Weber Shandwick Seattle is proud to bring back its intern blog post series that aims to help young professionals land and make the most of their PR agency internships. In our first series, interns gave the inside scoop on What They Didn’t Tell You about careers in PR. This time around, our rock star interns will take a look at how PR professionals can come from a variety of backgrounds. Below is the third post in the series – Journey into Global Health PR.
How does one enter into the world of global health PR? Post college, I didn’t know how to get involved in this specific sector. Quite frankly, the idea itself seemed daunting. Yet somehow I found my way to an internship here at Weber Shandwick and am supporting an internationally-recognized global health client. The following are some anecdotes from the journey that got me here.
1. Travel, Working Abroad and Cultural Competence:
There is a reason why they say travel is the education you get outside of the classroom. I still find that my travel experiences offer an invaluable outlook, especially on global health issues.
- Travel: This is not about checking off one of the 1,000 Places to See Before You Die. Travel prompts one to become open-minded and can help to personalize global issues. I have seen the effects of polio on a young boy in Ho Chi Minh City, Vietnam, and the extreme level of poverty in Lhasa, Tibet. If it were not for my travel experiences, I would not have the urgency or the personal motivation when it comes to my work in global health PR.
- Working Abroad: While abroad in Barcelona, Spain, I interned with an international travel company. While I was compensated with free trips to Rome, Athens and Switzerland (not too shabby!), I learned about client services, travel logistics and social marketing, all of which are applicable to not just global health PR, but the industry overall.
- Cultural Competence: Another educational part of travel is cultural competence. The social nuances and niceties of various cultures can be learned through first-hand experiences. How else would you know that it is impolite to go to someone’s house in Japan without a gift of food, or that eye contact rules in the states are not universal? If your work takes you abroad, having cultural competence is valuable.
Some of the most illuminating experiences I’ve had were while working within the healthcare system.
- Healthcare: Through my work as a social advocate at a local family medicine clinic, I assisted Somali and Ethiopian refugees who suffered from global diseases, poverty and culture shock. These experiences again personalized larger global health issues and gave me insight into the global healthcare, which have been invaluable as my team and I advocate for our global health clients.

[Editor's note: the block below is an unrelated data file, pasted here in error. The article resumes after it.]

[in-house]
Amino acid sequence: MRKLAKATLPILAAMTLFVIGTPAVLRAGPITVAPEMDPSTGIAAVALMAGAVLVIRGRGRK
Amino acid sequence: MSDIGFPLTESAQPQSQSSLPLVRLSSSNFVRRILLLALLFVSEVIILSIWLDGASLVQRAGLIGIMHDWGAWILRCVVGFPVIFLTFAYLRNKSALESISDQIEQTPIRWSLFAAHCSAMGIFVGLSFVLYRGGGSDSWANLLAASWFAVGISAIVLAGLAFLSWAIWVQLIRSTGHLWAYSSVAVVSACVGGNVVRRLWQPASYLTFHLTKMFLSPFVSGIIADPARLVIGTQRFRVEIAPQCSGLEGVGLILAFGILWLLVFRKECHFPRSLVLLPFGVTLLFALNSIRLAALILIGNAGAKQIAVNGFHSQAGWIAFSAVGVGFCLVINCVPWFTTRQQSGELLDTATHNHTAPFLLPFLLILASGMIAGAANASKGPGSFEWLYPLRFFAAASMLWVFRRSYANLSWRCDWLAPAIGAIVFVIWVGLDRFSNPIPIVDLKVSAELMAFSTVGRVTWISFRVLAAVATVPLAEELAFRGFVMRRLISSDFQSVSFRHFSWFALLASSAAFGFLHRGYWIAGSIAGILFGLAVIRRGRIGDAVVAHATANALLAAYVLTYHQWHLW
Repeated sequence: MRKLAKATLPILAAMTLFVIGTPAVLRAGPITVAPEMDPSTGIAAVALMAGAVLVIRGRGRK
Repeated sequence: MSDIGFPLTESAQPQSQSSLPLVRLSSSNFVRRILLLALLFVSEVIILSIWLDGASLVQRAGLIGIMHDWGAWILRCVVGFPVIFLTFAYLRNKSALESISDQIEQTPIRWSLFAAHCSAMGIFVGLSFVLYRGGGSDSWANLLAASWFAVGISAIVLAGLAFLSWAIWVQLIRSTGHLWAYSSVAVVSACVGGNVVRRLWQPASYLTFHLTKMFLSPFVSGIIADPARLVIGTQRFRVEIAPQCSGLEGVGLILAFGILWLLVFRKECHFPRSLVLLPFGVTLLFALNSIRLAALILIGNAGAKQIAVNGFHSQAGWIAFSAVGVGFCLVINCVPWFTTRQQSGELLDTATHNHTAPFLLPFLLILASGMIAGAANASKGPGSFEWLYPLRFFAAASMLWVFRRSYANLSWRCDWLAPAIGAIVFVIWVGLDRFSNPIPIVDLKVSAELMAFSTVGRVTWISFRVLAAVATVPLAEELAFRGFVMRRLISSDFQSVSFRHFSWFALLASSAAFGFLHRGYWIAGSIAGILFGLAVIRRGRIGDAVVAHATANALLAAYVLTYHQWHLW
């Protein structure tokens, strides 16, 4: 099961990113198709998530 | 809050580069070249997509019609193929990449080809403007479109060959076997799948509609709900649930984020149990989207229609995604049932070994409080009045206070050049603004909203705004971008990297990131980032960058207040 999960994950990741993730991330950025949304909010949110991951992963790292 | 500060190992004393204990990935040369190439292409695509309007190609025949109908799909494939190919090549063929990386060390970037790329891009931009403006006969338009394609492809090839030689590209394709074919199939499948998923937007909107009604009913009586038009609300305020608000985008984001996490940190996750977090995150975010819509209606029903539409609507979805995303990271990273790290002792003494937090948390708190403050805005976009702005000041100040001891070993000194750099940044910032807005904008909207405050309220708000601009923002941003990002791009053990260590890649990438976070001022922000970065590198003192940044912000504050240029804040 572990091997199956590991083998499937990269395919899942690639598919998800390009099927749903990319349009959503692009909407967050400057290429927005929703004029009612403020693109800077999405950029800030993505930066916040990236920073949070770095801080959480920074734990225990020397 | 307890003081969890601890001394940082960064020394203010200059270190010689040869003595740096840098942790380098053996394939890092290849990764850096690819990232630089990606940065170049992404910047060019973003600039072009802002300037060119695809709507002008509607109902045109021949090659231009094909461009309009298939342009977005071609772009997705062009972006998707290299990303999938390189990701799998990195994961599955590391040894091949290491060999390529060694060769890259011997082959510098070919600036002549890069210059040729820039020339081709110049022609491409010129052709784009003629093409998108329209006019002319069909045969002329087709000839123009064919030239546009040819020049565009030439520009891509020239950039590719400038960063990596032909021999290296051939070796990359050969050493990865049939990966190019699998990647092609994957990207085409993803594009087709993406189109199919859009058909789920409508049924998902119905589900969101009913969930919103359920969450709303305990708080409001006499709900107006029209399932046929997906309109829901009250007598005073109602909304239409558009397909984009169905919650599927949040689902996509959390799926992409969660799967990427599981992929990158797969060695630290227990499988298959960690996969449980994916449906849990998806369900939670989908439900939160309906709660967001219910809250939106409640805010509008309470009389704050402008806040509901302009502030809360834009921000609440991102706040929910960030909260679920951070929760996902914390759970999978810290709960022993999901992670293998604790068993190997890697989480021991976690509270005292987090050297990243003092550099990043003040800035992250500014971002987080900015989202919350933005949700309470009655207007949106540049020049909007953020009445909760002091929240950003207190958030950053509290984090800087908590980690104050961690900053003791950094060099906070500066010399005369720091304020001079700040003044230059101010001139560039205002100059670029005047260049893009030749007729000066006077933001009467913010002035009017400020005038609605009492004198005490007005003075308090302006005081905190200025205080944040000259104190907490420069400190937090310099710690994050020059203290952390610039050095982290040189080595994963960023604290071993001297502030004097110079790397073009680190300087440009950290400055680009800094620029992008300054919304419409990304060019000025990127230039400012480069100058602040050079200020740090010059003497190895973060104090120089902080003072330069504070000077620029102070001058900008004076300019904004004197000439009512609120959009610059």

3. Writing, Research and Outreach:
Do not just settle for a degree during your collegiate years. While in school, I prescribed to the motto of “life happens when you can’t sleep.” These are three skills that are crucial to PR that I honed when sleep escaped me:
- Writing: I was a reporter and an editor of the school paper. This expanded my writing skills and also taught me how to interview, edit and manage reporters. The ability to write well is useful for everything from media pitches to coverage reports; editing and interviewing skills are an added bonus.
- Research: As part of the psychology program, I lived and breathed research for four years. Outside of your major, there are always research opportunities—I was a researcher for my college Prison Research Group. Research, especially when it comes to global health and development PR, is valuable not only in practice but also to improve your analytical skills.
- Outreach: As the public relations chairwoman of my sorority, I wrote newsletters and organized community events to promote our chapter. Being familiar with all of the elements and processes that go into community organization and outreach is helpful for the PR track.
Global health PR can be approached in many interesting, unique ways. Make sure to check out how to get an internship and what to expect in PR, and I urge you to read our other blog posts within our intern blog series.
Image courtesy of Horia Varlin